Iron Women

My new Black and Decker Iron
My new Black and Decker Iron

A wonderful thing happened when my iron quit on me.  I found a whole new community of iron women who wanted to tell their iron stories and share their experiences and advice (and even  emailed pictures of their irons, which I loved to see).  There were women who loved the irons which they had for 20 years or more,  women who can’t seem to find the right iron and everything in between.

So I learned a lot.  But even with all the advice, there is no consensus and I still have to draw from my own experience and knowledge and intuition and make decisions based on all the information.

Before my iron died, I  had no idea you could use an iron without water.  I had this idea that the iron would fry without water. (I don’t know where this idea came from, it just seemed logical to me.  So much for my logic)   Now knowing that an iron works without steam (and some people say even better)  I’ve decided to use my iron dry and to use a spray bottle for the tough wrinkles.  I’ll see how this works and if I like it, the next time I’m in the market for an iron, I’ll get one of the irons from the Vermont Country Store that are not steam irons.  I’ve heard they last forever.  (I’ve also decided if I do choose to  use my iron as a steam iron, I’ll use distilled water not tap water)   The other think I’ll do is return my Shark iron (I saved all the receipts and warranties) and buy an inexpensive iron as a back up.

So, it’s simple, but  that’s my latest plan, thanks to all of you for your help and advice. And if you stick around long enough, I’m sure you’ll see, as I will, what works and what doesn’t.

6 thoughts on “Iron Women

  1. Does anyone remember (I’ll be surprised if not) when your mom took the clothes off the clothesline, laid them on a towel and sprayed them with water individually, and then rolled them up in the towel and put them in the refrigerator to iron later? I think that must have been before steam irons ….anyway, just a memory that came to be when you were talking about non-steam irons …. And I still have my mother’s …..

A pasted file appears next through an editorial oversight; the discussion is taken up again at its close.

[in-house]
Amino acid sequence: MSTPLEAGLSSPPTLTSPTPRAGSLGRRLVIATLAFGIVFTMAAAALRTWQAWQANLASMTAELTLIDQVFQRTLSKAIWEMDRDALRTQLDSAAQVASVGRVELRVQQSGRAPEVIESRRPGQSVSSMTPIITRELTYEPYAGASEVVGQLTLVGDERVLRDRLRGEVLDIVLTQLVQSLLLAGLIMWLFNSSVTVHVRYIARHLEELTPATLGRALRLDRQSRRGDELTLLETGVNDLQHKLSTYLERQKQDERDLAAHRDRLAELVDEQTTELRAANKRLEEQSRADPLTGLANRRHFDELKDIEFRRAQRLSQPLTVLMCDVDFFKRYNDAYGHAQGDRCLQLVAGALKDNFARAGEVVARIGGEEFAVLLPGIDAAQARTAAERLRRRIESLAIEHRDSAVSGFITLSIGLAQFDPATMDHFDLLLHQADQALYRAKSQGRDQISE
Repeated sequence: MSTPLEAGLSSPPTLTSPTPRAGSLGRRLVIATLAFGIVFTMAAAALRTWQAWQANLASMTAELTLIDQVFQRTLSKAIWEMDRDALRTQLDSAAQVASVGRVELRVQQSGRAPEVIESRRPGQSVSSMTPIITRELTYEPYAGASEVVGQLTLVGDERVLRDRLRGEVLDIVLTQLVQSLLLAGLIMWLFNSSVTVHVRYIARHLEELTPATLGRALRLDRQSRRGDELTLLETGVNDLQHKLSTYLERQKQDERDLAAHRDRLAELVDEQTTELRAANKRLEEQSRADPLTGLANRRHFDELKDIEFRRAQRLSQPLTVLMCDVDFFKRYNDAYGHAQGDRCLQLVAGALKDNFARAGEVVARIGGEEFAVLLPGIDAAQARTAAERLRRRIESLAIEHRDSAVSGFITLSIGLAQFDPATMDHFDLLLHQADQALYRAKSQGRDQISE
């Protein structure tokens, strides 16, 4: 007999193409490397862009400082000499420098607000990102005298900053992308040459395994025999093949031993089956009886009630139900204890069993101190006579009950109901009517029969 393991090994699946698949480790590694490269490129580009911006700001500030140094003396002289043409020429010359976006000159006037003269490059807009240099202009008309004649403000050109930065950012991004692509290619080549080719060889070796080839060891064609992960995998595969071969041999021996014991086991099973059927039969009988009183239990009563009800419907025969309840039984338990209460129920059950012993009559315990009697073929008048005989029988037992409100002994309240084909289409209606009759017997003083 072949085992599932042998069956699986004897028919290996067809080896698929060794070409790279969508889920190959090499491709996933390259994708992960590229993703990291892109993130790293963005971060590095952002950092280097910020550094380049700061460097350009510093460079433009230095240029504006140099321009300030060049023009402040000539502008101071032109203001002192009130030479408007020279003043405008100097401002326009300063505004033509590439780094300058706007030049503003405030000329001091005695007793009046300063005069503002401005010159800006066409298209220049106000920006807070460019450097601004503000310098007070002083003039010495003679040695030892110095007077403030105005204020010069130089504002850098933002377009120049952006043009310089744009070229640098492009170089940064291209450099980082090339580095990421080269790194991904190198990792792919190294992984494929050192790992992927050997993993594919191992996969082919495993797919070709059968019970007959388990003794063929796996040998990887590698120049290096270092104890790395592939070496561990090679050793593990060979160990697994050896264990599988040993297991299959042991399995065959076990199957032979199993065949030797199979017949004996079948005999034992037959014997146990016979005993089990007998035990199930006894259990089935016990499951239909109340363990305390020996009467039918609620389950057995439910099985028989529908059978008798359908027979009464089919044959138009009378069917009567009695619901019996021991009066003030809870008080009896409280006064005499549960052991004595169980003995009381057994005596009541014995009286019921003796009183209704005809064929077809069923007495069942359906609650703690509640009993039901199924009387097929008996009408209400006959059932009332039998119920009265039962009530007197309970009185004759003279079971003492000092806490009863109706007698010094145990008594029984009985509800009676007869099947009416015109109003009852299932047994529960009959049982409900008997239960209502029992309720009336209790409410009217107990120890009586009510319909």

2. Whenever I block knitting or iron my linen dresses, skirts, blouses, I use the iron dry and spritz with lavander scented water in a spray bottle. Much better than the water-in-the-iron reservoir and the bottom of the iron stays gunk-free.

  3. I just finished reading The Second Chance Dog: A Love Story. I feel as though you are a friend now (or at least an acquaintance – or a neighbor). 😉 So I had to come take a look at your quilt projects. I, too, own a Black and Decker iron, so your post caught my eye. My ironing is relatively easy compared to what women used to do. I remember watching my mother’s cousin remove clothes from the line that she had rinsed in starch and then hung to dry. She would spread them out on the table and then sprinkle them with water, roll them up, place them in a container and then put them in the refrigerator. She did that because she said they would mildew in the summer heat if she didn’t get to them right away. This way, she could take her time ironing them all. I’m so glad things have changed – at least where laundry day is concerned!

    1. Thanks for reading my blog and Jon’s Book Stella. And thanks for sharing your ironing story. So many women have ironing stories, One of them wrote her mother rolled up the clothes and put them on top of the refrigerator. But I haven’t heard about putting them in the refrigerator. As much as I dislike doing laundry, I do appreciate that I don’t have to scrub them on rocks in the river and spend all day Monday doing it!

Leave a Reply

Your email address will not be published. Required fields are marked *

Full Moon Fiber Art